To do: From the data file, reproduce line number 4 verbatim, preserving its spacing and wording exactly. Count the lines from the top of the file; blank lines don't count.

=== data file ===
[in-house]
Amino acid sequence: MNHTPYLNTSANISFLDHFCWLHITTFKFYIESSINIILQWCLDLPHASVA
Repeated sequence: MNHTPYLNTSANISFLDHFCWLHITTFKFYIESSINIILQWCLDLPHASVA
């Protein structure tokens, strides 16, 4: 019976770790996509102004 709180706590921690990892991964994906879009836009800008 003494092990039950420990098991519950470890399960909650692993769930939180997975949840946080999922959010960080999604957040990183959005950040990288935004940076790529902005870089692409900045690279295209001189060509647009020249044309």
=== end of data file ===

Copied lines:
């Protein structure tokens, strides 16, 4: 019976770790996509102004 709180706590921690990892991964994906879009836009800008 003494092990039950420990098991519950470890399960909650692993769930939180997975949840946080999922959010960080999604957040990183959005950040990288935004940076790529902005870089692409900045690279295209001189060509647009020249044309």